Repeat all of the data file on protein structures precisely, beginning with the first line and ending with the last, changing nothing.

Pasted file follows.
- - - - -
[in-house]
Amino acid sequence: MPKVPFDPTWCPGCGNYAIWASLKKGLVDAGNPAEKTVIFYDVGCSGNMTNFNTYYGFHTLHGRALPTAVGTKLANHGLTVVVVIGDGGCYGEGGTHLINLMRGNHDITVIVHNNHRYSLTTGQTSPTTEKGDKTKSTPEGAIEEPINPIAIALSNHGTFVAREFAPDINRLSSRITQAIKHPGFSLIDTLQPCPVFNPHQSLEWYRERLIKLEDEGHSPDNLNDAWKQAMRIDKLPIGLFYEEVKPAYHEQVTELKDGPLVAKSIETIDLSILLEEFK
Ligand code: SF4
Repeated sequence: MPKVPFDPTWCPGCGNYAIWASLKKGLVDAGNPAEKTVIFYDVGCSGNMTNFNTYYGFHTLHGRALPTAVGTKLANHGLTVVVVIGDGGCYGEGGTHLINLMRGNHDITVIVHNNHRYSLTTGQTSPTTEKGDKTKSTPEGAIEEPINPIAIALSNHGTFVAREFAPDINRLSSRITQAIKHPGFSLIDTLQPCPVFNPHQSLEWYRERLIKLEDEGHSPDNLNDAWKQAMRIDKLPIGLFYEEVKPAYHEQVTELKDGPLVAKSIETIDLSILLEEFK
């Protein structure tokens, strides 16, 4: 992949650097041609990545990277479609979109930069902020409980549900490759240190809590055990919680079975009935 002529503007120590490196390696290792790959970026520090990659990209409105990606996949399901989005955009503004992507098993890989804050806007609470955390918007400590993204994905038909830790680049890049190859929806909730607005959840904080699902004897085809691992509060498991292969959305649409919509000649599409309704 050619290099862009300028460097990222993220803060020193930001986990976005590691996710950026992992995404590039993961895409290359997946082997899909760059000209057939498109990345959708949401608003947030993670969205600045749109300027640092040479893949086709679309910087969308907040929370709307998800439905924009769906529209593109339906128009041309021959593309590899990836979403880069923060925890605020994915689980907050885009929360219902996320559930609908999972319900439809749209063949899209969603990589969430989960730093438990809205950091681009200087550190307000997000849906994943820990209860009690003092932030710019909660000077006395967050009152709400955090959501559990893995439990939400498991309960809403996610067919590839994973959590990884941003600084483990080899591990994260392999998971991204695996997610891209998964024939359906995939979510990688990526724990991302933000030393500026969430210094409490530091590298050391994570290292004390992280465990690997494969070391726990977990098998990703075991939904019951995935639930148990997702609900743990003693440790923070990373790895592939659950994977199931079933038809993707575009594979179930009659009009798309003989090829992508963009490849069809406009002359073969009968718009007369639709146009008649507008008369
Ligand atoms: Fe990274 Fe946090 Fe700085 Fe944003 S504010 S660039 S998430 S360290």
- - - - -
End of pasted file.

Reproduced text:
[in-house]
Amino acid sequence: MPKVPFDPTWCPGCGNYAIWASLKKGLVDAGNPAEKTVIFYDVGCSGNMTNFNTYYGFHTLHGRALPTAVGTKLANHGLTVVVVIGDGGCYGEGGTHLINLMRGNHDITVIVHNNHRYSLTTGQTSPTTEKGDKTKSTPEGAIEEPINPIAIALSNHGTFVAREFAPDINRLSSRITQAIKHPGFSLIDTLQPCPVFNPHQSLEWYRERLIKLEDEGHSPDNLNDAWKQAMRIDKLPIGLFYEEVKPAYHEQVTELKDGPLVAKSIETIDLSILLEEFK
Ligand code: SF4
Repeated sequence: MPKVPFDPTWCPGCGNYAIWASLKKGLVDAGNPAEKTVIFYDVGCSGNMTNFNTYYGFHTLHGRALPTAVGTKLANHGLTVVVVIGDGGCYGEGGTHLINLMRGNHDITVIVHNNHRYSLTTGQTSPTTEKGDKTKSTPEGAIEEPINPIAIALSNHGTFVAREFAPDINRLSSRITQAIKHPGFSLIDTLQPCPVFNPHQSLEWYRERLIKLEDEGHSPDNLNDAWKQAMRIDKLPIGLFYEEVKPAYHEQVTELKDGPLVAKSIETIDLSILLEEFK
């Protein structure tokens, strides 16, 4: 992949650097041609990545990277479609979109930069902020409980549900490759240190809590055990919680079975009935 002529503007120590490196390696290792790959970026520090990659990209409105990606996949399901989005955009503004992507098993890989804050806007609470955390918007400590993204994905038909830790680049890049190859929806909730607005959840904080699902004897085809691992509060498991292969959305649409919509000649599409309704 050619290099862009300028460097990222993220803060020193930001986990976005590691996710950026992992995404590039993961895409290359997946082997899909760059000209057939498109990345959708949401608003947030993670969205600045749109300027640092040479893949086709679309910087969308907040929370709307998800439905924009769906529209593109339906128009041309021959593309590899990836979403880069923060925890605020994915689980907050885009929360219902996320559930609908999972319900439809749209063949899209969603990589969430989960730093438990809205950091681009200087550190307000997000849906994943820990209860009690003092932030710019909660000077006395967050009152709400955090959501559990893995439990939400498991309960809403996610067919590839994973959590990884941003600084483990080899591990994260392999998971991204695996997610891209998964024939359906995939979510990688990526724990991302933000030393500026969430210094409490530091590298050391994570290292004390992280465990690997494969070391726990977990098998990703075991939904019951995935639930148990997702609900743990003693440790923070990373790895592939659950994977199931079933038809993707575009594979179930009659009009798309003989090829992508963009490849069809406009002359073969009968718009007369639709146009008649507008008369
Ligand atoms: Fe990274 Fe946090 Fe700085 Fe944003 S504010 S660039 S998430 S360290």